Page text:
In Praise of Raised Garden Beds!

March 21, 2016

Raised Garden Beds offer a great advantage for gardens and gardeners. They control soils and water, and they reduce invasive weeds. They make it easier to mulch, to fertilise and to harvest. They are easy on the knees, the back and the shoulders, and they can be easy on the pocket.

Commercial varieties can be limited in size, and very expensive, but by recycling waste materials, you can create a raised garden bed that is stylish and effective and very, very cheap.

On Sunday, April 10, the Gwydir Learning Region will be hosting a workshop to show  you how to construct raised garden beds using corrugated iron.

Following the severe hailstorm of several years ago, many houses in Bingara had their damaged roofing iron removed. Some of it was re-used, but much of it still lies forlornly in backyards waiting to be used again.

The designing of raised garden beds from old roofing iron is a skill that local identity Paul Moulton has toyed with for several years. Paul and wife Ros, have constructed beds, herb spirals and compost bins by shaping, crimping and joining the iron, then filling them with composts or lawn clippings to produce that beautiful and nutritious humus in which to grow food plants and flowers.

Their friend and neighbour, Rick Hutton has been keen to see raised garden beds as a part of the Kitchen Garden at The Living Classroom (TLC). Together, Paul and Rick have designed what is called a “raised mandala garden bed”.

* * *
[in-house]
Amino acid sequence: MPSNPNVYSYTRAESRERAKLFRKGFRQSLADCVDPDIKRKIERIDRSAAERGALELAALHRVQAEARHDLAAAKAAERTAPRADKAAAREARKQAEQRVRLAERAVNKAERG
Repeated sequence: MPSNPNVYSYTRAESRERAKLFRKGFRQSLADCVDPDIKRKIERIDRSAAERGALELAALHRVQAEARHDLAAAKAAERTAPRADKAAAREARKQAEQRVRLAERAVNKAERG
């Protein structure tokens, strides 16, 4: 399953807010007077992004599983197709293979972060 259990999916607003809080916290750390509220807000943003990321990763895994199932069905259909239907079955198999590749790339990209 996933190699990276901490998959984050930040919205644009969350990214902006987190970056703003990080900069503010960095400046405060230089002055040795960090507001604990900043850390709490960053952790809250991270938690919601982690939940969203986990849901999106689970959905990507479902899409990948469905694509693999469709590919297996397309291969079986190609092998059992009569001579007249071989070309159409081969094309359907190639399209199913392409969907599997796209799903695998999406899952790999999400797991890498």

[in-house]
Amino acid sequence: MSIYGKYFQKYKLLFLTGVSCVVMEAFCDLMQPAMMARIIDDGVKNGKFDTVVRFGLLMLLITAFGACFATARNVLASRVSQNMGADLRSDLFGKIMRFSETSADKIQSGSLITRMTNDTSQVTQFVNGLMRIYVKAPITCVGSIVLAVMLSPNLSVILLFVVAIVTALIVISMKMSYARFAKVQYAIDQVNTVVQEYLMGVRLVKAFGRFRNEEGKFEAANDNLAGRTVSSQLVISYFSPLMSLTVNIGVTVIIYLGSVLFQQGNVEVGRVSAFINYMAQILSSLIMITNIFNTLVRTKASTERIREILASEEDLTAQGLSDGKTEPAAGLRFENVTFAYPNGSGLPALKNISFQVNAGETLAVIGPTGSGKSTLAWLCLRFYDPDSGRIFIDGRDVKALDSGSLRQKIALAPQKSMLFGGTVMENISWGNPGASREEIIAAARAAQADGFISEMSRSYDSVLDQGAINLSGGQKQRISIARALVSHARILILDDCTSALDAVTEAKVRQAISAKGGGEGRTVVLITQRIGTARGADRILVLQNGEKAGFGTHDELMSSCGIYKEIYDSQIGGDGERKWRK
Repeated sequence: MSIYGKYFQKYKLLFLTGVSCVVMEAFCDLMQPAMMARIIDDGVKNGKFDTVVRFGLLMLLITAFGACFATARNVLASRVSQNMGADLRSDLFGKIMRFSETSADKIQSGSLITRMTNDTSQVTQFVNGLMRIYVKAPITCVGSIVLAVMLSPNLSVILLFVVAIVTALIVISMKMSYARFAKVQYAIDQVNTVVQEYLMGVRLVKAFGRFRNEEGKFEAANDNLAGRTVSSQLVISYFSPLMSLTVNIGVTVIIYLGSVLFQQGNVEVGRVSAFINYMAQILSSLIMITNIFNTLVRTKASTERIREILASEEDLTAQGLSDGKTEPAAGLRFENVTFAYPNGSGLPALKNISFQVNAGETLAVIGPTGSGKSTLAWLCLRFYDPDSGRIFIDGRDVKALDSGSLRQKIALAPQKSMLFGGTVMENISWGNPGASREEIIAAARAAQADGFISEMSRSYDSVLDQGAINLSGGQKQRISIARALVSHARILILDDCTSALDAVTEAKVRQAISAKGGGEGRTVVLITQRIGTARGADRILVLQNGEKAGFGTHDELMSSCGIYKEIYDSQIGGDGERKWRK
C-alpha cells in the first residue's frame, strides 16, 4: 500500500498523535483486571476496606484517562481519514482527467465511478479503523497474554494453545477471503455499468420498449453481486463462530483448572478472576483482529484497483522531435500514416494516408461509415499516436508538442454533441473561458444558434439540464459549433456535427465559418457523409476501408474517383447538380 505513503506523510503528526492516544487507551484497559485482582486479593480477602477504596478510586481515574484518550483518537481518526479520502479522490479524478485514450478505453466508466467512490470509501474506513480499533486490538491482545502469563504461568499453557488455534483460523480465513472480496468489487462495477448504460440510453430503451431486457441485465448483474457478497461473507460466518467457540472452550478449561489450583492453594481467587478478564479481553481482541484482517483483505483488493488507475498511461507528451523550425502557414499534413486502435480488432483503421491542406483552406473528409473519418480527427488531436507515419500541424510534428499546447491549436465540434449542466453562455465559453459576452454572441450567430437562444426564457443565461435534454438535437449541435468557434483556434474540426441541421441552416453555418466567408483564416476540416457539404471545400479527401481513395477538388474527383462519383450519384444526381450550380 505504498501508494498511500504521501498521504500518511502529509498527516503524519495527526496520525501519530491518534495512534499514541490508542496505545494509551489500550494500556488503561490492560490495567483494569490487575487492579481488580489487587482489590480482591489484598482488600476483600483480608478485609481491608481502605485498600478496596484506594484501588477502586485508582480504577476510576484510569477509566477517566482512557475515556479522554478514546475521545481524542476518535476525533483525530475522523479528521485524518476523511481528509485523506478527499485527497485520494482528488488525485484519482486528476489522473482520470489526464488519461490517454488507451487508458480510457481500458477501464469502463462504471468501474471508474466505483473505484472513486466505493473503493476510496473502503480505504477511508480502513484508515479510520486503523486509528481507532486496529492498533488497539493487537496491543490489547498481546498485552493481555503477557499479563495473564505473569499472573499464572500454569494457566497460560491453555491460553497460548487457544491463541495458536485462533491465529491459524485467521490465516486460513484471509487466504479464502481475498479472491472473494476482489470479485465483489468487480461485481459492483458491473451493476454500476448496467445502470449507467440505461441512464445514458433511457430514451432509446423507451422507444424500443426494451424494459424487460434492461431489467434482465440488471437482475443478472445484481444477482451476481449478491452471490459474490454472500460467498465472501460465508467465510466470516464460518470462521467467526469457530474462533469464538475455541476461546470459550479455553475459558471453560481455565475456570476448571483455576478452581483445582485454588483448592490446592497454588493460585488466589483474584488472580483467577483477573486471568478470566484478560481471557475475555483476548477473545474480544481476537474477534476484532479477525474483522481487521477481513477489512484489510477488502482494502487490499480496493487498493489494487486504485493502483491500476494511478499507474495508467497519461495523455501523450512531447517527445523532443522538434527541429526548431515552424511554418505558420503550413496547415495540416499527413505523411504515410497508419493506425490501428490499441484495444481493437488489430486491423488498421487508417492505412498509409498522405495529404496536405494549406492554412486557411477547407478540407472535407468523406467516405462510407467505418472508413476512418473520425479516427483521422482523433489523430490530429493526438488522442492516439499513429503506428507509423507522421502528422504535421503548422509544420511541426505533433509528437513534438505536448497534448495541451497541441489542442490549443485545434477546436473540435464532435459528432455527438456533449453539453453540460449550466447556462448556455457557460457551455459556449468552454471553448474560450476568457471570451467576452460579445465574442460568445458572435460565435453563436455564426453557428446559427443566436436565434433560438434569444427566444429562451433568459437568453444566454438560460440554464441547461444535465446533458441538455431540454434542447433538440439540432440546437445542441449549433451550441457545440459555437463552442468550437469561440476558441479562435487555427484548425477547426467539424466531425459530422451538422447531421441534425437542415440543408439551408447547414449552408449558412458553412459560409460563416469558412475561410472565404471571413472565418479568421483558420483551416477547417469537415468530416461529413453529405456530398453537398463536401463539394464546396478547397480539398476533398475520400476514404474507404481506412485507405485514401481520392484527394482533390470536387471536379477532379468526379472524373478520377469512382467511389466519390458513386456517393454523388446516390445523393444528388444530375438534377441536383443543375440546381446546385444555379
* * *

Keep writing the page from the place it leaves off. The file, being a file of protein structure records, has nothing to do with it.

The mandala system is an Asian/African concept, designed to get the maximum garden space from a limited area. It assumes that the gardener must have maximum access to the soil but not tread or roll a barrow on it. The mandala is a key-hole system that produces an extended edge effect.

Paul has devised a system to cut, bend and crimp the iron, and Rick has designed the pattern to be shaped. The result is a Raised Mandala Garden of Corrugated Iron.

Paul and Rick will demonstrate their system on April 10, at TLC, and invite other keen gardeners to join in. The day will include some theory with a Permaculture approach, followed by some examples of working with the iron and finally the opportunity to construct a raised mandala garden for use at The Living Classroom, and the know-how for you to do it at home.

There is a $40 charge per person to cover the costs involved, and lunch, morning/afternoon tea  and notes, are all provided. Bookings can be made through the Bingara Visitor Information Centre, on 6724 0066, and for more information, contact Rick Hutton on 0438 355179.

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In praise of Raised Garden Beds